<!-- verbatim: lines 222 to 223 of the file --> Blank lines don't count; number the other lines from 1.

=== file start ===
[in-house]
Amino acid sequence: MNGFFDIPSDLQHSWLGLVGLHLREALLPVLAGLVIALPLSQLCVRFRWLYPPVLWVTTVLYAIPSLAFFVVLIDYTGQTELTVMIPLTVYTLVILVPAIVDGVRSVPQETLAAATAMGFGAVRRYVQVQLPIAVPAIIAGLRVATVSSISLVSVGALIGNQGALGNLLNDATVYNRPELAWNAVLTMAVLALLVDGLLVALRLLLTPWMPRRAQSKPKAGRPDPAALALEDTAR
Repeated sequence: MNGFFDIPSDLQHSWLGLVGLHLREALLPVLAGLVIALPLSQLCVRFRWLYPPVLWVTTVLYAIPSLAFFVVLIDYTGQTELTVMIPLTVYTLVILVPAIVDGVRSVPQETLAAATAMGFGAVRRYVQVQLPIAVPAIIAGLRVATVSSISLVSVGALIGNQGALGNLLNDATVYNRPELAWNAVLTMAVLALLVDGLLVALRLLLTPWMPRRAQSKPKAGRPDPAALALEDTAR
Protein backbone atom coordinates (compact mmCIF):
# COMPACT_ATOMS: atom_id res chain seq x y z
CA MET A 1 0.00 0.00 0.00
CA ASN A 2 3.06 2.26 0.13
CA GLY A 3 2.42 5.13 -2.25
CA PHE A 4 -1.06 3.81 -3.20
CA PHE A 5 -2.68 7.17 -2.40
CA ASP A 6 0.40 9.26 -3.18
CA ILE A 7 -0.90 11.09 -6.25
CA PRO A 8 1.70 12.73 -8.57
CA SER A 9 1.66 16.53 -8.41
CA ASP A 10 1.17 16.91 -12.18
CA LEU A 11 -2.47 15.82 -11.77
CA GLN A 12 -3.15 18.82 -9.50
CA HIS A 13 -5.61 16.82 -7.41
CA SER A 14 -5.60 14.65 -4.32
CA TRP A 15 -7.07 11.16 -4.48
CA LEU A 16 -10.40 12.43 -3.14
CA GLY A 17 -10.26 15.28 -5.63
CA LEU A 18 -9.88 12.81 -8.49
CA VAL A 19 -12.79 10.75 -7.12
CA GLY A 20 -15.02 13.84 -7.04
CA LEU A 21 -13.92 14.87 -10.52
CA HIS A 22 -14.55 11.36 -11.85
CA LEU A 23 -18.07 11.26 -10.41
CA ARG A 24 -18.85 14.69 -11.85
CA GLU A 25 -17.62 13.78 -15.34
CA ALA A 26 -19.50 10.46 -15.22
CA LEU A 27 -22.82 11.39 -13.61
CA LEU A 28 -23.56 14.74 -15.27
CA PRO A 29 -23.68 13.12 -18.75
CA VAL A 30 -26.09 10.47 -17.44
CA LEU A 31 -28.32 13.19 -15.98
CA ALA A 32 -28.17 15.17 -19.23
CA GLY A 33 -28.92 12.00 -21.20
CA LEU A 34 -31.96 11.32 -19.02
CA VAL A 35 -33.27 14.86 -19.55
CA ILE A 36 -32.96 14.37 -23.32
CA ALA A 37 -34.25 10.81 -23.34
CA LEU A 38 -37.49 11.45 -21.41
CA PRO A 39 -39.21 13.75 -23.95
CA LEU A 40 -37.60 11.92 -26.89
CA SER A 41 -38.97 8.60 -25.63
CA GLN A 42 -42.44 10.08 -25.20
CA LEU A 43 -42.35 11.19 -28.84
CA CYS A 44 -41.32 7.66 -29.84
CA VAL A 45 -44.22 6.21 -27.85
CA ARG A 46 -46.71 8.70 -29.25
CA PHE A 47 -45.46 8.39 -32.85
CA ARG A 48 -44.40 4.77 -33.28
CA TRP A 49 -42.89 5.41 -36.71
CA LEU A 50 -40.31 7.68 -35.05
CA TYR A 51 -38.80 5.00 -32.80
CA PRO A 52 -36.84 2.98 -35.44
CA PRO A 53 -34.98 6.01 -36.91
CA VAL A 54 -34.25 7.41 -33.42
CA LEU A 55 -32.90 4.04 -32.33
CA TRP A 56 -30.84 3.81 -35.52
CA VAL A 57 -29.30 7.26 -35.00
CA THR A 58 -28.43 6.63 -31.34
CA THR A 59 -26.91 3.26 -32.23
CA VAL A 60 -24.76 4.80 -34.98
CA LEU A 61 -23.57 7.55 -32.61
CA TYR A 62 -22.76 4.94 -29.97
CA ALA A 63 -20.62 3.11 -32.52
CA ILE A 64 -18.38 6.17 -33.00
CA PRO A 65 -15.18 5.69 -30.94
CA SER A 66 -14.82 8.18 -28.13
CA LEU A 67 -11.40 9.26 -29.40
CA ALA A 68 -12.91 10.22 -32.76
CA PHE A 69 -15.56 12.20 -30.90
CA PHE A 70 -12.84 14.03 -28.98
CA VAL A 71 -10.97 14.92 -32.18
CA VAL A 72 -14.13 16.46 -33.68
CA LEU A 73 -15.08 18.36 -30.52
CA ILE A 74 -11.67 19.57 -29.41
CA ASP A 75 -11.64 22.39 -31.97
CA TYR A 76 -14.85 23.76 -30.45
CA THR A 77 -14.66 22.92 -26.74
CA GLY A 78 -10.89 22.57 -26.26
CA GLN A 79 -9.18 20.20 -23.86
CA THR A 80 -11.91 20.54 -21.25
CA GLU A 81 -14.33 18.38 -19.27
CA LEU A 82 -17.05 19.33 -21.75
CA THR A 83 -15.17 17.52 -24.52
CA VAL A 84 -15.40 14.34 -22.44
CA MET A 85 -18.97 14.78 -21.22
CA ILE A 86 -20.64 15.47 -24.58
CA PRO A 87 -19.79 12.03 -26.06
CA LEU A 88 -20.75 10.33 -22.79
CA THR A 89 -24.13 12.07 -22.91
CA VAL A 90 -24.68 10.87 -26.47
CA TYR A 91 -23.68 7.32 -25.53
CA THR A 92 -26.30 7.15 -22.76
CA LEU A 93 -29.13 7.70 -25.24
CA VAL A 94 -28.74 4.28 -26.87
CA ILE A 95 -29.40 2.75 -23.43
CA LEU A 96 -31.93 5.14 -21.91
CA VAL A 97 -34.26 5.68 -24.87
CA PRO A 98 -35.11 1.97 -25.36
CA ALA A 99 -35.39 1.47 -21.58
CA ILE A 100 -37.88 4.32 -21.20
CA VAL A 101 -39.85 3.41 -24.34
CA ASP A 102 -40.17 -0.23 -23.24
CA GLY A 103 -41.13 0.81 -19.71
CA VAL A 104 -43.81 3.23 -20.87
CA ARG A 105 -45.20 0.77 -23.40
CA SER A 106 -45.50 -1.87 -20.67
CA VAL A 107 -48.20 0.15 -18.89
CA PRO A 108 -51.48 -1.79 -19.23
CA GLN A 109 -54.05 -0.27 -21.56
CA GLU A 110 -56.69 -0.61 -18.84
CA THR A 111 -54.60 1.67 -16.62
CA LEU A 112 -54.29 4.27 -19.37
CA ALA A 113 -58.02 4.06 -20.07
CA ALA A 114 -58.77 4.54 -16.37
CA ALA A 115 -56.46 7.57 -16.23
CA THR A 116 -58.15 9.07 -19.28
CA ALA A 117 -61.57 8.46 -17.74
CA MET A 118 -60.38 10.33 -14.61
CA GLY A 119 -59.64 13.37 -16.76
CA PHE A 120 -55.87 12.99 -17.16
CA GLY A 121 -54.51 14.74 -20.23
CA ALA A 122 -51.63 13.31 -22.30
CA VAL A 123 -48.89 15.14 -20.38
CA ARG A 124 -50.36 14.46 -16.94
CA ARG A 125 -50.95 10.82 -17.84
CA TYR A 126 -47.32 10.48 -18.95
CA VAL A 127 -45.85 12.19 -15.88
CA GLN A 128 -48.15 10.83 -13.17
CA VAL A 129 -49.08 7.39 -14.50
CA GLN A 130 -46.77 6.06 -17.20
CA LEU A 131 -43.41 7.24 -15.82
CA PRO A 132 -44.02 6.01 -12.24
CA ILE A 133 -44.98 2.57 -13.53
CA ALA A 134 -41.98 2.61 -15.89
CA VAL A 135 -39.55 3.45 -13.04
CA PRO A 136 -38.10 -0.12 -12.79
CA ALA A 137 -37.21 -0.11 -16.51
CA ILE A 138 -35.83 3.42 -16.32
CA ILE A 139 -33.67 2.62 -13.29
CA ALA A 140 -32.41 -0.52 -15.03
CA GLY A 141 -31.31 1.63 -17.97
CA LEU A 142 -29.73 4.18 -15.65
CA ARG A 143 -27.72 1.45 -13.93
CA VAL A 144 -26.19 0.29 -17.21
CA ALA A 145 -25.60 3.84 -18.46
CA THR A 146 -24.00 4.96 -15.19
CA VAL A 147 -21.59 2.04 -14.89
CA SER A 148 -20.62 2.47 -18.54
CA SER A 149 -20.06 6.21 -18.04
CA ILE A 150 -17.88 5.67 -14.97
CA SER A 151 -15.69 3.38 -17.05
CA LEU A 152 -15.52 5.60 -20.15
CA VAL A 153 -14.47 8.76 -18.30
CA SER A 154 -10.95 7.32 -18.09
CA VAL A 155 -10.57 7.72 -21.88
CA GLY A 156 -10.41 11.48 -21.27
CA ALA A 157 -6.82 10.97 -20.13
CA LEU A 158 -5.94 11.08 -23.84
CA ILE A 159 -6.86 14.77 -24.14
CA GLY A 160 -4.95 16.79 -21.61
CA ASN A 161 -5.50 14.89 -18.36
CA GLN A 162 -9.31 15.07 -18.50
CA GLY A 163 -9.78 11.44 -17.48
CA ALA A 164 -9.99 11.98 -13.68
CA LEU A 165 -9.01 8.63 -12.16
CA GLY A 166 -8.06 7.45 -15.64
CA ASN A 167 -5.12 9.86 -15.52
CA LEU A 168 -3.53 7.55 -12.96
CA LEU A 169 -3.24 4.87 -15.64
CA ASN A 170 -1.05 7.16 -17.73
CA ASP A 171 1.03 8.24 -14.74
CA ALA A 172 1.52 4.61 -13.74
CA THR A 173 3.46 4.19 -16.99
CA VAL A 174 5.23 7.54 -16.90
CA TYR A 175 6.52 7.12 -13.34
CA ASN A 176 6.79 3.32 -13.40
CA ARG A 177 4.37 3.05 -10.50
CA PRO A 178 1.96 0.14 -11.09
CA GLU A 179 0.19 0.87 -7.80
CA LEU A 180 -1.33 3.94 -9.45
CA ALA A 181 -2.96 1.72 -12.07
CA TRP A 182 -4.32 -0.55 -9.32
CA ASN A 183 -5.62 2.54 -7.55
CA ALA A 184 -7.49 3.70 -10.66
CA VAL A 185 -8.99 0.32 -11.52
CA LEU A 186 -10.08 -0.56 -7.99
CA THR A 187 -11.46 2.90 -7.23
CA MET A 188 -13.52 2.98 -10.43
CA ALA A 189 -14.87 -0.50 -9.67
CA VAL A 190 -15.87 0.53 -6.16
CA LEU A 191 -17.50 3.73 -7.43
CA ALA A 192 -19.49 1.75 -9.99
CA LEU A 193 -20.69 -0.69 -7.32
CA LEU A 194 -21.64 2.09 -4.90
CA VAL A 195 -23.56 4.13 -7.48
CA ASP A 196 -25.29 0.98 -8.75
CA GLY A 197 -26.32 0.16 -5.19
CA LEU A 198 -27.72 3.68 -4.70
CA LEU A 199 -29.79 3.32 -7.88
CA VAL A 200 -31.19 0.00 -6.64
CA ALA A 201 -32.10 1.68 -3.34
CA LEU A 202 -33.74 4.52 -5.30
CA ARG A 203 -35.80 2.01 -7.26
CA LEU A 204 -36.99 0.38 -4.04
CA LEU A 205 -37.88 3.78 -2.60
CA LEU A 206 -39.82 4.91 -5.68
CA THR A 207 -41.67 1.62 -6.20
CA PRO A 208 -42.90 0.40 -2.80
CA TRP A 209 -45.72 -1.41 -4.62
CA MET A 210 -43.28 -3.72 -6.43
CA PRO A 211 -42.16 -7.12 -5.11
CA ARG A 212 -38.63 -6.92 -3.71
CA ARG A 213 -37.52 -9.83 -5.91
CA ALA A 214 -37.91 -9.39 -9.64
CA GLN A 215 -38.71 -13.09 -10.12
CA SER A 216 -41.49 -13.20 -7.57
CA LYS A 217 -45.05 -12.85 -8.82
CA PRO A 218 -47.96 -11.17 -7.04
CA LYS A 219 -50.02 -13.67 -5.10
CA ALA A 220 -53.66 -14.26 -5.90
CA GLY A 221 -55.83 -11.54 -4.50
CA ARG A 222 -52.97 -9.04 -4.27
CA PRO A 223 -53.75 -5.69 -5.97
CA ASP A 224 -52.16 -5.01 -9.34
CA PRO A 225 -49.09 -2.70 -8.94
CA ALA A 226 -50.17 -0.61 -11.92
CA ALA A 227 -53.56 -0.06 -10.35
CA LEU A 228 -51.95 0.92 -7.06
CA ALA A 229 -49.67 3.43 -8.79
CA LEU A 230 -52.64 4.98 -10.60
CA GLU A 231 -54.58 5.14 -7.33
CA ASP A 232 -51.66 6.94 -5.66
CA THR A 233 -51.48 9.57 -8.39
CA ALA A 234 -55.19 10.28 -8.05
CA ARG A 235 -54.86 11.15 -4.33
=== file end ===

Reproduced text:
CA LYS A 217 -45.05 -12.85 -8.82
CA PRO A 218 -47.96 -11.17 -7.04